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. 2019 Aug 14;5(8):eaau9309.
doi: 10.1126/sciadv.aau9309. eCollection 2019 Aug.

Reduction of Intratumoral Brain Perfusion by Noninvasive Transcranial Electrical Stimulation

Free PMC article

Reduction of Intratumoral Brain Perfusion by Noninvasive Transcranial Electrical Stimulation

G Sprugnoli et al. Sci Adv. .
Free PMC article


Malignant brain neoplasms have a poor prognosis despite aggressive treatments. Animal models and evidence from human bodily tumors reveal that sustained reduction in tumor perfusion via electrical stimulation promotes tumor necrosis, therefore possibly representing a therapeutic option for patients with brain tumors. Here, we demonstrate that transcranial electrical stimulation (tES) allows to safely and noninvasively reduce intratumoral perfusion in humans. Selected patients with glioblastoma or metastasis underwent tES, while perfusion was assessed using magnetic resonance imaging. Multichannel tES was applied according to personalized biophysical modeling, to maximize the induced electrical field over the solid tumor mass. All patients completed the study and tolerated the procedure without adverse effects, with tES selectively reducing the perfusion of the solid tumor. Results potentially open the door to noninvasive therapeutic interventions in brain tumors based on stand-alone tES or its combination with other available therapies.


Fig. 1
Fig. 1. Experimental design.
(A) Patients underwent a clinical MRI to define and characterize the brain tumor, including standard and gadolinium-enhanced T1w [CET1w (contrast-enhanced T1w)], T2w, fluid-attenuated inversion recovery (FLAIR), ASL, and resting-state T2-BOLD (blood oxygenation level–dependent) MRI [rs-fMRI (resting-state functional MRI)] images. Regions of interest (ROIs) were defined by parcellating the solid component and the necrotic core of the tumor (MTX in this example) using CE T1w sequences and the edema surrounding the tumor by using FLAIR images. (B) Conductivity values were assigned to each ROI as well as to healthy brain tissue according to existing literature (bottom), and then the E-field distribution of current was calculated (top). (C) The personalized multielectrode solution maximizing the E-field on the solid-edema interface was selected. The experimental session was planned 3 to 5 days preceding the surgical intervention, and multichannel tES was performed inside the MRI scanner by means of an MRI-compatible brain stimulation device. The stimulation session included the acquisition of (i) T1w, FLAIR, ASL, and rs-fMRI sequences before tES; (ii) rs-fMRI and ASL during tES; and (iii) FLAIR images after tES. (D) Roughly 1 week after the presurgery MRI, patients underwent neurosurgery with subsequent histological classification and immediate postsurgery computerized tomography (CT) acquisition. (E) Last, approximately 1 month after neurosurgery, selected patients underwent a new MRI acquisition and ROI segmentation to perform a second MRI-tES session (F), aimed at evaluating the safety and feasibility of applying tES after neurosurgery. Additional modeling based on CT scan was performed to account for the effects of skull defects created by craniotomy (see also Fig. 3). This was crucial to ensure safety and to study/quantify changes in electric field distribution in the presence of skull defects. Note: All images are presented in neurological convention (right = right).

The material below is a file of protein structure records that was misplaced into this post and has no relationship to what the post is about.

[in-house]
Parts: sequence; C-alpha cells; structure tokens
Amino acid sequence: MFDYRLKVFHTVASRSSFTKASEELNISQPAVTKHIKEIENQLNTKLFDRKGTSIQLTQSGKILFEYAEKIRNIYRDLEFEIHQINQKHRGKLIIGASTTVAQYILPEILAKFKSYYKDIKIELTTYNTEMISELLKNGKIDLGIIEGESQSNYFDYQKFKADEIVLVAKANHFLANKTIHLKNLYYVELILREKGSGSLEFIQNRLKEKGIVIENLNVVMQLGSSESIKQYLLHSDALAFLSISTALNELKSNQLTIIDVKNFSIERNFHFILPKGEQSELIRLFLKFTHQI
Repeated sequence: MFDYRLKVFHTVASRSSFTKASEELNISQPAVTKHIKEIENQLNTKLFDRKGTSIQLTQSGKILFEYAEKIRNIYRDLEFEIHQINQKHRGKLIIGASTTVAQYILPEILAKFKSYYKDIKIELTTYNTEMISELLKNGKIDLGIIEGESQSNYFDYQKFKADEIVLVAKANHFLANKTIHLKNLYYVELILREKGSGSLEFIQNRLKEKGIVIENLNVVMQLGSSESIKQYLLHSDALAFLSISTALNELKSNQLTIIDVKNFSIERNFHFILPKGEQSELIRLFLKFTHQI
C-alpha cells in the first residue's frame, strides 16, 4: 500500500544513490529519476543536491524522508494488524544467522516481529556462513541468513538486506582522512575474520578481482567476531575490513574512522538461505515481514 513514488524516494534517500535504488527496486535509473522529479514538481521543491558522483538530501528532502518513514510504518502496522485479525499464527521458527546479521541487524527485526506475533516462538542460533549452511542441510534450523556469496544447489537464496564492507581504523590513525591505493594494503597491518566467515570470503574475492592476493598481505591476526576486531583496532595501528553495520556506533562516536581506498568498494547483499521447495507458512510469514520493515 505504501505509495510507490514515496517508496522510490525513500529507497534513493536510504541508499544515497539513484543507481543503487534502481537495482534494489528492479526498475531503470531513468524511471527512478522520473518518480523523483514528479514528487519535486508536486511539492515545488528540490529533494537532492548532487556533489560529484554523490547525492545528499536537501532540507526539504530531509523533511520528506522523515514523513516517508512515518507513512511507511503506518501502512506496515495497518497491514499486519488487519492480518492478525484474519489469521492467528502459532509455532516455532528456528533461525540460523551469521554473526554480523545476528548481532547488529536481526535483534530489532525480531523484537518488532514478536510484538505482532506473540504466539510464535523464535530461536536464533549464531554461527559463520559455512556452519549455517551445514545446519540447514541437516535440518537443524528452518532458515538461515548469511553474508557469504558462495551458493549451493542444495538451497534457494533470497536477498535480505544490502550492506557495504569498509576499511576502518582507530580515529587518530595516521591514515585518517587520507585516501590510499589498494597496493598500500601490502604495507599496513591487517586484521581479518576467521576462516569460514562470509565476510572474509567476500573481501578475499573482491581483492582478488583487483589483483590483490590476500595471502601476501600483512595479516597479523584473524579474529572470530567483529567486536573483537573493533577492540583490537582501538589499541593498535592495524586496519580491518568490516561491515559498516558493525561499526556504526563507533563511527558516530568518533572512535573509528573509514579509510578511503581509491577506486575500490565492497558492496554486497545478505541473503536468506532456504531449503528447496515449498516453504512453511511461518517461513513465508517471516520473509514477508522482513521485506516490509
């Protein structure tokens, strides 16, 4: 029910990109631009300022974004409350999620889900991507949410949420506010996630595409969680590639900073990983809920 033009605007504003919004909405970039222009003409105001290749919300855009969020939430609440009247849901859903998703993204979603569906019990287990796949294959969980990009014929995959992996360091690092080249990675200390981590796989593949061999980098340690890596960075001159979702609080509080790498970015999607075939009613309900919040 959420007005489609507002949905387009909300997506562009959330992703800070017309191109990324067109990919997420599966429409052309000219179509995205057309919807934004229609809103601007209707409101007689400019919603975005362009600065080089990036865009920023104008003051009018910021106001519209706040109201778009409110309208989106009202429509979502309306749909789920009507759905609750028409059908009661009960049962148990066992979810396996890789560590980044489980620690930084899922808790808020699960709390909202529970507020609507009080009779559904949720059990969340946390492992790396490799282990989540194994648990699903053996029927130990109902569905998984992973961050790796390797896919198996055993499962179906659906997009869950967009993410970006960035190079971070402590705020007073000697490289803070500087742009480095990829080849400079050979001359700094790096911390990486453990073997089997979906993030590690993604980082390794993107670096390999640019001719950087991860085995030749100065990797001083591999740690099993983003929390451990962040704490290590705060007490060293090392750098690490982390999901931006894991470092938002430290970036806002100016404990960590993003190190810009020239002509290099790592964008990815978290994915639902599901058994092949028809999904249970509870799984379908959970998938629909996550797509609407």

Fig. 2
Fig. 2. Tumor tracing, modeling, and optimization.